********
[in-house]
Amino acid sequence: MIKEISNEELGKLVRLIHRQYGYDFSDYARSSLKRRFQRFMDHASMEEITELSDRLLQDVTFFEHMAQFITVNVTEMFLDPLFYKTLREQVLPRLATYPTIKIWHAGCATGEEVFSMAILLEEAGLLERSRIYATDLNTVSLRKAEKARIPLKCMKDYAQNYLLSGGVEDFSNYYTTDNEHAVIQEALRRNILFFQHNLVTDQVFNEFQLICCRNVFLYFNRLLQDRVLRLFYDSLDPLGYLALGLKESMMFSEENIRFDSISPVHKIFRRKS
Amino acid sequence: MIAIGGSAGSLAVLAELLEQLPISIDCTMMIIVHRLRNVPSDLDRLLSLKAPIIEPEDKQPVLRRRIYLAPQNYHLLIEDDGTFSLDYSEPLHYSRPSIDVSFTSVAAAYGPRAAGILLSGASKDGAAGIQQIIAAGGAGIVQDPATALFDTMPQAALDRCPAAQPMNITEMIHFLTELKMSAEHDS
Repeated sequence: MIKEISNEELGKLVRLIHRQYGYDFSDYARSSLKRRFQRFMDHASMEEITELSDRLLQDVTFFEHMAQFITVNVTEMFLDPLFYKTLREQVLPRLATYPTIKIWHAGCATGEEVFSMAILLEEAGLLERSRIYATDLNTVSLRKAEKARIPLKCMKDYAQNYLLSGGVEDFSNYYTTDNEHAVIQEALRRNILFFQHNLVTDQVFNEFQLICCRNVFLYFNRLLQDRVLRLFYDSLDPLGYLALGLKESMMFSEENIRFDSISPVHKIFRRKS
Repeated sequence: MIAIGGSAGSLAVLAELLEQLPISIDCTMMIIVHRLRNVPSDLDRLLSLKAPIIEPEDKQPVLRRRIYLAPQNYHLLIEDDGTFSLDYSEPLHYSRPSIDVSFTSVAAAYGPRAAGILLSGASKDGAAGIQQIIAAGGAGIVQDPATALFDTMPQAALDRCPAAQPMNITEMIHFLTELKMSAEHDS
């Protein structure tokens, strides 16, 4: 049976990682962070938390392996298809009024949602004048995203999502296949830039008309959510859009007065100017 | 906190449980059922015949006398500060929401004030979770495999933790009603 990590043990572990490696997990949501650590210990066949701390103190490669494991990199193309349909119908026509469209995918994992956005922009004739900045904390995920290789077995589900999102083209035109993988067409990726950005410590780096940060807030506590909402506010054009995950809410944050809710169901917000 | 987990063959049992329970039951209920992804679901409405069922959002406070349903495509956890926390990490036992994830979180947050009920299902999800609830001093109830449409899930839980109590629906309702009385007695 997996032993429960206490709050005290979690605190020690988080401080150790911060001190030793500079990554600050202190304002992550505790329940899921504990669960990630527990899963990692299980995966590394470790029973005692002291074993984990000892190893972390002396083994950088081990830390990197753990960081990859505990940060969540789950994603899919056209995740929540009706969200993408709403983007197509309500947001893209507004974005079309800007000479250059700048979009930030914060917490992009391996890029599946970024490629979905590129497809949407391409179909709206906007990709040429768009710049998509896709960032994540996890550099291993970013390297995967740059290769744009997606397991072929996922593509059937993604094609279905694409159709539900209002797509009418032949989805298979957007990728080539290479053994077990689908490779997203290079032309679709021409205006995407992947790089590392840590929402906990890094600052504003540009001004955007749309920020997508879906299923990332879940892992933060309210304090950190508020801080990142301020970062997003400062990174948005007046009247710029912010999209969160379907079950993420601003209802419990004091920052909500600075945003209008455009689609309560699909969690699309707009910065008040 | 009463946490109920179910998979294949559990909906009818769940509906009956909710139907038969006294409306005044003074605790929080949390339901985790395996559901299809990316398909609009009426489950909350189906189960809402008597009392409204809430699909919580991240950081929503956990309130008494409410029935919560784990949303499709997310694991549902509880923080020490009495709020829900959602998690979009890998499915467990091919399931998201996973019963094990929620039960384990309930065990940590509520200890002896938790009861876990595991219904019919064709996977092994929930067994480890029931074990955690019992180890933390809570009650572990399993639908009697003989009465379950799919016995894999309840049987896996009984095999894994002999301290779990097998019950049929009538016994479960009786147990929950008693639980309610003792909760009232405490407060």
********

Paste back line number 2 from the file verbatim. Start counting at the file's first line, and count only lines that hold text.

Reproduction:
Amino acid sequence: MIKEISNEELGKLVRLIHRQYGYDFSDYARSSLKRRFQRFMDHASMEEITELSDRLLQDVTFFEHMAQFITVNVTEMFLDPLFYKTLREQVLPRLATYPTIKIWHAGCATGEEVFSMAILLEEAGLLERSRIYATDLNTVSLRKAEKARIPLKCMKDYAQNYLLSGGVEDFSNYYTTDNEHAVIQEALRRNILFFQHNLVTDQVFNEFQLICCRNVFLYFNRLLQDRVLRLFYDSLDPLGYLALGLKESMMFSEENIRFDSISPVHKIFRRKS